I once heard of a writer who kept something called a goddess file. Anytime she had a darling to kill--a gorgeous, gorgeous sentence or phrase or paragraph or scene that had to be cut for the good of the story--she clipped it and put it in her goddess file. On her darkest days, she looked through for proof of her writing genius.
I'm working on my Kmart story. I wrote a bit about Michael Jackson, decided it was too intrusive, and cut it. Sigh.
Do you remember Hemingway's Iceberg Theory? He said, "If a writer of prose knows enough of what he is writing about he may omit things that he knows and the reader, if the writer is writing truly enough, will have a feeling of those things as strongly as though the writer had stated them. The dignity of movement of an ice-berg is due to only one-eighth of it being above water. A writer who omits things because he does not know them only makes hollow places in his writing."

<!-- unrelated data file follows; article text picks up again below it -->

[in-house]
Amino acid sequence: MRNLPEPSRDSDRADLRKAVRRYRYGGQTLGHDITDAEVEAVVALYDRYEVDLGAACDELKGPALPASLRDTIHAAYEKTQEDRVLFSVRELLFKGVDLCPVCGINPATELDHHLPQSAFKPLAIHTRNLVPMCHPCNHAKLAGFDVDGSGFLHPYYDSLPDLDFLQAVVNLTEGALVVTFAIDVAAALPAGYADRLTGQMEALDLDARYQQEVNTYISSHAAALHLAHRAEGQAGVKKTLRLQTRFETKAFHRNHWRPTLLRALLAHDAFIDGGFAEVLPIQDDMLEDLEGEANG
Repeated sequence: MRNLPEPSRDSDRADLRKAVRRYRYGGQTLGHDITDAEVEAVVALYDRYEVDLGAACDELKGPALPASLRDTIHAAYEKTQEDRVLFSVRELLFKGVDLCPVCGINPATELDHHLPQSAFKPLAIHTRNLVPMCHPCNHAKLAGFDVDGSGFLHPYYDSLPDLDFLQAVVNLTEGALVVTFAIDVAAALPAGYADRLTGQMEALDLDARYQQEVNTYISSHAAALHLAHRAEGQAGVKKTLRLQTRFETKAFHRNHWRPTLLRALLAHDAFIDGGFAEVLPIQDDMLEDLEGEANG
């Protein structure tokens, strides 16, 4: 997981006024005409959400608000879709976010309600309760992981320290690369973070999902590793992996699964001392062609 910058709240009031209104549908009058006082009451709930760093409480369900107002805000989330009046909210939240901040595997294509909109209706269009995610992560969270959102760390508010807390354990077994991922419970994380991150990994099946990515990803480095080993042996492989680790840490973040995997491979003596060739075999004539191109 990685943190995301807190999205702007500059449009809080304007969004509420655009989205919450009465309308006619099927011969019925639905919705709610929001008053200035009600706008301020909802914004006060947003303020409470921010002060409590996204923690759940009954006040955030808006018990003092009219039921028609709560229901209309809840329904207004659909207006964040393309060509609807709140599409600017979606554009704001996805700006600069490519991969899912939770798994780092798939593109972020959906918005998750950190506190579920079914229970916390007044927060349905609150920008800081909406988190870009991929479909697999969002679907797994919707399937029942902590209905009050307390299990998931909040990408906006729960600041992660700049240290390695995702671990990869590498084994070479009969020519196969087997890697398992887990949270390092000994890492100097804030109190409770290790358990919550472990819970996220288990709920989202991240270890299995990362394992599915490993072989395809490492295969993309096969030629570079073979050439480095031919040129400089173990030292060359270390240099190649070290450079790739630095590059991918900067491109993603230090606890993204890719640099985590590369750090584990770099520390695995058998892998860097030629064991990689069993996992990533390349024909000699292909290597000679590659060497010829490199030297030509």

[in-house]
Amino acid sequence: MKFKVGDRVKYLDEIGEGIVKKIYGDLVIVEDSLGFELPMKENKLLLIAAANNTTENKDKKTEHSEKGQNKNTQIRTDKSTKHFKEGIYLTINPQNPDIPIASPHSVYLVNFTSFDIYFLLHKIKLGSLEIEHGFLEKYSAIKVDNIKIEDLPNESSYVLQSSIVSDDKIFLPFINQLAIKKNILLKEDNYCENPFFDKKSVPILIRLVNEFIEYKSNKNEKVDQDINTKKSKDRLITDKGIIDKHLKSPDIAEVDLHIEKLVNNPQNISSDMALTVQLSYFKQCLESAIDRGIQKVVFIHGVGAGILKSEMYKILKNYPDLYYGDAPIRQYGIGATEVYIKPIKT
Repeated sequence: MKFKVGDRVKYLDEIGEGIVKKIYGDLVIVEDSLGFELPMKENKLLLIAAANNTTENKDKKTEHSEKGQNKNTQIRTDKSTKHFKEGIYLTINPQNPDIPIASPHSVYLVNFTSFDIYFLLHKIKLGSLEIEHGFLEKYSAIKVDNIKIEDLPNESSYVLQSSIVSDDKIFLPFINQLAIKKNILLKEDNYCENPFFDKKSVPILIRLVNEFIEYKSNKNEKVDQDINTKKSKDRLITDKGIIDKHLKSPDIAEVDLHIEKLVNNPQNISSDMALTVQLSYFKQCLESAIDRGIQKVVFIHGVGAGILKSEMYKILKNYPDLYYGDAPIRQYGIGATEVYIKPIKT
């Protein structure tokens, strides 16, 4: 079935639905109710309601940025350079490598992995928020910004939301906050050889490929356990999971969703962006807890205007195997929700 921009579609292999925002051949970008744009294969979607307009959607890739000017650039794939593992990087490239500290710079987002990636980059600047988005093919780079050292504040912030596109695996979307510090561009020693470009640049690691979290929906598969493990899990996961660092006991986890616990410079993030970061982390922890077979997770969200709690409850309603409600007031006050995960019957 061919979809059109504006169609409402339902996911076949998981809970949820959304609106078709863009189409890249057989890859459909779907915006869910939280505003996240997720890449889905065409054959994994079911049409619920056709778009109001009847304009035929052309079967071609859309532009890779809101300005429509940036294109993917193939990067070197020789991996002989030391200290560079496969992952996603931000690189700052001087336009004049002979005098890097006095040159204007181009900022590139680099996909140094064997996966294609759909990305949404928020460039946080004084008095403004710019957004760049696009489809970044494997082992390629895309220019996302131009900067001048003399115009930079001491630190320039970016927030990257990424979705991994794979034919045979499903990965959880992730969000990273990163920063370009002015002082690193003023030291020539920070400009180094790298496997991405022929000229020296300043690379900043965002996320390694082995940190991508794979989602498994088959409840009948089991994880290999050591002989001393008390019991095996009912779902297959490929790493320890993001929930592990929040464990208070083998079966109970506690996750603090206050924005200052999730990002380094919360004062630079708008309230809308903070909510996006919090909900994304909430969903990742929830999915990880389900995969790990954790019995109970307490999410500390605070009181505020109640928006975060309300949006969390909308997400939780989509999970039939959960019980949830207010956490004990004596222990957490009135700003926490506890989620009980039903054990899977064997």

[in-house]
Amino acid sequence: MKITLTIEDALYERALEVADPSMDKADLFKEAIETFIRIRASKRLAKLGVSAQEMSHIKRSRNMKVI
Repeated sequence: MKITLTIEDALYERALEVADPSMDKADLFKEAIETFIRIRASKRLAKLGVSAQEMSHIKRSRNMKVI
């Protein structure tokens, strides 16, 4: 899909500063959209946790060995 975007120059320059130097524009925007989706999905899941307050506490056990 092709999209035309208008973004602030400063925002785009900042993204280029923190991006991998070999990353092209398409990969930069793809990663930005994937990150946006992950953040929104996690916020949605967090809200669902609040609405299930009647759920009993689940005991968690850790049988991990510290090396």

So, the Michael Jackson part, which I'm pasting below, will have to stay under the surface.
Probably the older sister of the Lost Little Girl Family was asking her mama to buy her one of the Thriller t-shirts. Michael Jackson, dead almost two months now from do-it-yourself anesthesia.The girl was probably holding up a t-shirt commemorating an album released years and years before she was even born. And then, there’s the rest of us, the ones who saw him dancing with the zombies, the ones who saw the first moon-walk, who remember the Pepsi commercial, the chimpanzee. The ones who clucked our tongues and shuddered, both amused and horrified, this pale, skinny man in silk pajamas coming to court to answer the charges. Pedophile.
But damn, I told Thalia when the news reports first came in, when they were hunting down his Beverly Hills doctor, damn, I told her, could he dance. The creepy little high-pitched woman-man with his weird marriages and his white fetish and his Never-Land giraffes, he could dance. Like nobody else in this world, that man.
How does a writer know what to cut? Instinct, I say. Plus, a sort of pitiless honesty. It's a decent piece of writing, but it simply does not work for the story.
Okay, now. Back to it.